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In English, the word laureate has come to signify eminence or association with literary or military glory. It is also used for winners of the Nobel Prize.

History

The laurel, in ancient Greece, was sacred to Apollo, and as such was used to form a crown or wreath of honor for poets and heroes; and this use has been widespread. "Laureate letters" in old times meant the dispatches announcing a victory; and the epithet was given, even officially (e.g. to John Skelton) by universities, to distinguished poets.

The name of "bacca-laureate" for a bachelor's degree shows a confusion with a supposed etymology from Latin bacca lauri (the laurel berry), which, though incorrect, involves the same idea. From the more general use of the term "poet laureate" arose its restriction in England to the office of the poet attached to the royal household, first held by Ben Jonson, for whom the position was, in its essentials, created by Charles I of England in 1617. Jonson's appointment does not seem to have been formally made as poet-laureate, but his position was equivalent to that. The office was a development of the practice of earlier times, when minstrels and versifiers were part of the retinue of the King; it is recorded that Richard Coeur de Lion had a versificator regis (Gulielmus Peregrinus), and Henry III of England had a versificator (Master Henry); in the 15th century John Kay, also a "versifier", described himself as Edward IV of England's "humble poet laureate". Moreover, the crown had shown its patronage in various ways; Chaucer had been given a pension and a perquisite of wine by Edward III of England, and Spenser a pension by Queen Elizabeth I. W. Hamilton classes Chaucer, Gower, John Kay, Andrew Bernard, John Skelton, Robert Whittington, Richard Edwards, Spenser and Samuel Daniel, as "volunteer Laureates".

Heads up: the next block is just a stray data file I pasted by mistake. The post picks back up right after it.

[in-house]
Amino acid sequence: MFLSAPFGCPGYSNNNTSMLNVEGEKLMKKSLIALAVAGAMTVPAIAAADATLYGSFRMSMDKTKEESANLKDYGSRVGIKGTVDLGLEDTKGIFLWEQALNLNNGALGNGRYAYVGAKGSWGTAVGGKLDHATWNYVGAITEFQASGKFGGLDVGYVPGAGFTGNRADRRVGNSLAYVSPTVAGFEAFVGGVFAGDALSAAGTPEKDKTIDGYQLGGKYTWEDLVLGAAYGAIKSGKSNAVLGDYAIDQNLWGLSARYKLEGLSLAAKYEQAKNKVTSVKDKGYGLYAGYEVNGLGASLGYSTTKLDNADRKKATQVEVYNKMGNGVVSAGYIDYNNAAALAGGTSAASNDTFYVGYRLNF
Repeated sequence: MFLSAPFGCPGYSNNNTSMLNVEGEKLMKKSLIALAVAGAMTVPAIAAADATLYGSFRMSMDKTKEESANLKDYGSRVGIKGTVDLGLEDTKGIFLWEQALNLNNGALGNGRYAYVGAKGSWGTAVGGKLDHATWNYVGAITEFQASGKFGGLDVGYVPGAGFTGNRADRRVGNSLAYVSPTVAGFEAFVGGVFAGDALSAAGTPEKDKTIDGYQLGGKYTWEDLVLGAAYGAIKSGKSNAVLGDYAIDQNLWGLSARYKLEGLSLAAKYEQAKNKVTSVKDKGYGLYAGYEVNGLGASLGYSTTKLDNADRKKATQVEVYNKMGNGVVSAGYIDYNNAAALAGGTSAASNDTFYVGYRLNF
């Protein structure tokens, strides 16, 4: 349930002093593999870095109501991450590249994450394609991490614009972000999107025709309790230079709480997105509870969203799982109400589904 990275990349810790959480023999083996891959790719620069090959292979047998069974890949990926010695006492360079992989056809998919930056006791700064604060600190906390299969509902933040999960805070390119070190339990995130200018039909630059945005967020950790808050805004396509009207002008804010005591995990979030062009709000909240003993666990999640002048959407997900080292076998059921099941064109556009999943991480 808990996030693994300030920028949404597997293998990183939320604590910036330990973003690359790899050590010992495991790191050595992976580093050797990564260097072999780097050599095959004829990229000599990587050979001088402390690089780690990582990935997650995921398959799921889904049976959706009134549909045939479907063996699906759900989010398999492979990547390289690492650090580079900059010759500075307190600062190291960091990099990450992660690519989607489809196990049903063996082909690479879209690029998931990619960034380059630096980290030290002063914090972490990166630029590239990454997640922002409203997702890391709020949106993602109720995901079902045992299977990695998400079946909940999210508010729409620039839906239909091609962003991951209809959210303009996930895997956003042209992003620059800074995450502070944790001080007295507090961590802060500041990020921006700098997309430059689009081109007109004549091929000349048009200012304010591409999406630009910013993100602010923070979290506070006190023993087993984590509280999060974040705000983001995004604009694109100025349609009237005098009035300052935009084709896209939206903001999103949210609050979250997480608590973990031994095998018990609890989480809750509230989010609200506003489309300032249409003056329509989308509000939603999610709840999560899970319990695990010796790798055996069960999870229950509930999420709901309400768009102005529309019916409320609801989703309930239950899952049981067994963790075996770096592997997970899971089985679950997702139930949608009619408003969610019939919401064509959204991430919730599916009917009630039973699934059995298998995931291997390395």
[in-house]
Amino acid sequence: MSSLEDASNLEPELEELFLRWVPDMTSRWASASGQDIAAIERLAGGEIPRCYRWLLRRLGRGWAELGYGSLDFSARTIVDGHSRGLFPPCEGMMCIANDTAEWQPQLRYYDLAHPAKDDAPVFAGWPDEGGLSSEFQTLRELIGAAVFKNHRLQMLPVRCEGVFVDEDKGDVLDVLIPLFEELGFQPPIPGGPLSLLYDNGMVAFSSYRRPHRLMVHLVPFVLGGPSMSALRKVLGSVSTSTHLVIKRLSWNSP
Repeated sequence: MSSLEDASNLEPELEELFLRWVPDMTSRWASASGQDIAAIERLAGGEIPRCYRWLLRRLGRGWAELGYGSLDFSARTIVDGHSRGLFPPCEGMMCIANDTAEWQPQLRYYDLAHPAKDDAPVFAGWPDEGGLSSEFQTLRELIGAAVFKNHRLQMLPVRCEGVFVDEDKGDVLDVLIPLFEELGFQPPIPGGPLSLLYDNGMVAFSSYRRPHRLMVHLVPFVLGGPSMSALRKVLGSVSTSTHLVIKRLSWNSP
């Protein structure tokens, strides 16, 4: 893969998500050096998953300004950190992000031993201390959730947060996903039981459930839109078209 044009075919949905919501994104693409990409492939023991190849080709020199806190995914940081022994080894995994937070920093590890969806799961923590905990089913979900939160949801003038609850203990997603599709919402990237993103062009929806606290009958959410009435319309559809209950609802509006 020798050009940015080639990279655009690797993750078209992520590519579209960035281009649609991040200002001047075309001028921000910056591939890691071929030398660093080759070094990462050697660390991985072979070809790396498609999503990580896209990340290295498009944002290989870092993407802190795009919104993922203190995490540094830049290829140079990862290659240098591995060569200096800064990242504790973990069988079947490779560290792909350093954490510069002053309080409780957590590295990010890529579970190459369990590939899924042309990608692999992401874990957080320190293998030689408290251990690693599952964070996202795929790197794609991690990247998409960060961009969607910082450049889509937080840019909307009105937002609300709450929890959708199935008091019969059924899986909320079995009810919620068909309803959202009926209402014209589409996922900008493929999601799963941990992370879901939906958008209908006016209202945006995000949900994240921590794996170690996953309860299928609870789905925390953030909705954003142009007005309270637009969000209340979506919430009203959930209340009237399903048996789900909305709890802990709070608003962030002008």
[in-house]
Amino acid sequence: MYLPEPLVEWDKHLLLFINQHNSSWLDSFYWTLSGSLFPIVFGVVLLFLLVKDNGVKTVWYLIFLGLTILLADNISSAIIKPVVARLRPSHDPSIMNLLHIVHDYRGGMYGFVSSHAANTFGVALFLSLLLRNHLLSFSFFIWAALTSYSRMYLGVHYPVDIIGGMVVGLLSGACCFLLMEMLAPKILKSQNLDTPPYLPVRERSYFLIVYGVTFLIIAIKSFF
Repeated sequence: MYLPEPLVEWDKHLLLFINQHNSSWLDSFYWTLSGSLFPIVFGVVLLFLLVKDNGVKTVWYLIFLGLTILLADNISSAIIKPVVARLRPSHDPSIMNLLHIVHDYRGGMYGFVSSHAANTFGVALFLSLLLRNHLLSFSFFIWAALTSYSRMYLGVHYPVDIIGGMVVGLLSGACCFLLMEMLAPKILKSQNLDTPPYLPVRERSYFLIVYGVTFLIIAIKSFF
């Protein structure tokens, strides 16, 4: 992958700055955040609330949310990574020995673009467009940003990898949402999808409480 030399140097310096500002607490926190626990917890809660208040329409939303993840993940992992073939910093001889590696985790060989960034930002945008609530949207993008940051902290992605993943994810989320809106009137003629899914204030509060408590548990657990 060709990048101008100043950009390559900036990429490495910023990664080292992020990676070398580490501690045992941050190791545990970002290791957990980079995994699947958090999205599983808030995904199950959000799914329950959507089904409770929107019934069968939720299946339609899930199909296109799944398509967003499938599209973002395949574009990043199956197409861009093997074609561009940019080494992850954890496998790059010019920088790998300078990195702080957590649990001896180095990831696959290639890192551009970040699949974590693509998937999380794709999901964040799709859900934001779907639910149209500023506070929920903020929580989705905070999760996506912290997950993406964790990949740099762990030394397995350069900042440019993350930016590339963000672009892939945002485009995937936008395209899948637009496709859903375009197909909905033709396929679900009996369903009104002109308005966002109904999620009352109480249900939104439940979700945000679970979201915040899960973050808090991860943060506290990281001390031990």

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Poet Laureate

Sir William Davenant succeeded Jonson in 1638, and the title of poet laureate was conferred by letters patent on John Dryden in 1670 two years after Davenant's death, coupled with a pension of £300 and a butt of Canary Islands wine. The post then became a regular institution, though the emoluments varied, Dryden's successors being T. Shadwell, who

See also

This article incorporates text from the Encyclopædia Britannica, Eleventh Edition, a publication now in the public domain.


1911 encyclopedia

Up to date as of January 14, 2010
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From LoveToKnow 1911

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